As far as “torture as abomination,” that much should be a fairly easy sell…the time not fitting the crime, as it were. Historically, impalement was more often a terror tactic than a criminal punishment (natch) but it was also used as punishment for adultery (ow!), insurrection/treason, and witchcraft (the latter coupled with burning the stake upon which the victim was impaled).

This can certainly set up some interesting choices for characters to make…in a realm where the unjustly harsh laws exist, how does a law abiding citizen react to someone being condemned to death?

Hell, in a “magic poor” campaign setting with reactionary authorities, how do players keep their own characters from being burned at the stake or stuffed into the iron maiden?

What? You think the idea of such a setting ain’t "D&D enough," what with the default ampleness of clerics and wizards and magic items? Ever hear of Dragonlance? THEY were all about burning “witches” (false clerics, and wizards included)…at least according to the campaign background material and novels/short stories. And that’s an official licensed campaign setting for the D&D game; get your medieval punishment on!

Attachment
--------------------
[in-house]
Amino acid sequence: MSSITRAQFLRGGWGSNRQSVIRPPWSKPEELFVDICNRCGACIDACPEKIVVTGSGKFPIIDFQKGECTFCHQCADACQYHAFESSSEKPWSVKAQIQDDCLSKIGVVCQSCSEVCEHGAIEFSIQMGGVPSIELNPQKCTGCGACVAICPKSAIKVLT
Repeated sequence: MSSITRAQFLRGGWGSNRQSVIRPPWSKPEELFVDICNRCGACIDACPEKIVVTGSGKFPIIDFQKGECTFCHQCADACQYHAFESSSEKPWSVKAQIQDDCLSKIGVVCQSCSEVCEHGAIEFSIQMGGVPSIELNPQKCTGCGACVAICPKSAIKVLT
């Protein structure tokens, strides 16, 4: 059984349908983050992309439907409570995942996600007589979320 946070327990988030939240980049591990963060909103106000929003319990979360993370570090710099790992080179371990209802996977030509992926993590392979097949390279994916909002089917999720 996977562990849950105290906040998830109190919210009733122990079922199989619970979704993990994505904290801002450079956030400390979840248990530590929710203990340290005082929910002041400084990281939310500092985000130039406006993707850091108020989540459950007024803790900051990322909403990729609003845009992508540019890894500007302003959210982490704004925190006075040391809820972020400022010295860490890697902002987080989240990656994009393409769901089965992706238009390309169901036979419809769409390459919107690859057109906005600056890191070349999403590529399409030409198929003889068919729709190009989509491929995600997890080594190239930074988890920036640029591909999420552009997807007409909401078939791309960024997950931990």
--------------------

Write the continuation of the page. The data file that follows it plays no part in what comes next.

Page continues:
Anyway, D&D is not an exercise in (or substitute for!) Amnesty International…it’s about roguish treasure hunters and fantastic adventure. But things that help engage the players in the game world APART from and OUTSIDE of the normal game mechanics helps create a richer experience. Imagine the characters defending an NPC (or fellow PC) in front of the Inquisitorial Court or the Witch-Finder General. Imagine having to plan a jail break for a companion sentenced to a horrible public execution (even for a crime that he most assuredly did commit…nothing says all executions have to be “unjust”). Imagine the player characters’ first impression upon arriving in a barony on the edge of the borderlands and finding several hundred impaled humanoids (orc and goblin) lining the road. What does that say about the ruler? What does it say about the state of affairs?

And what does it say about being a half-orc in this particular realm?!

As I said, there’s no need to go into gruesome horrible details of a character’s excruciating demise (be in NPC or PC)…but neither is there reason to shy away from the barbaric “justice” of primitive lands. Even though D&D is set in a "neverwhen" time period, we can still tell some things about it…for instance, people are allowed to walk the streets armed to the teeth, all a-clanking in mail. That’s not going on because it’s a particularly “enlightened” or “civilized” age that the PCs live in. Drive that point home!

Um…so to speak.
: )


  1. As someone who is going to be using witchunts in his next game, I shall take this impalement under advice and inflict said horror onto my poor, unwitting players :)

  2. One note - if it was done wrong (or right, if you have to burn them but want to be merciful) those burned at the stake would die of smoke inhalation before they actually burned.

  3. @ Simon: Right on! Me, too!
    ; )

    @ C'nor: Well, that's SOMEthing anyway.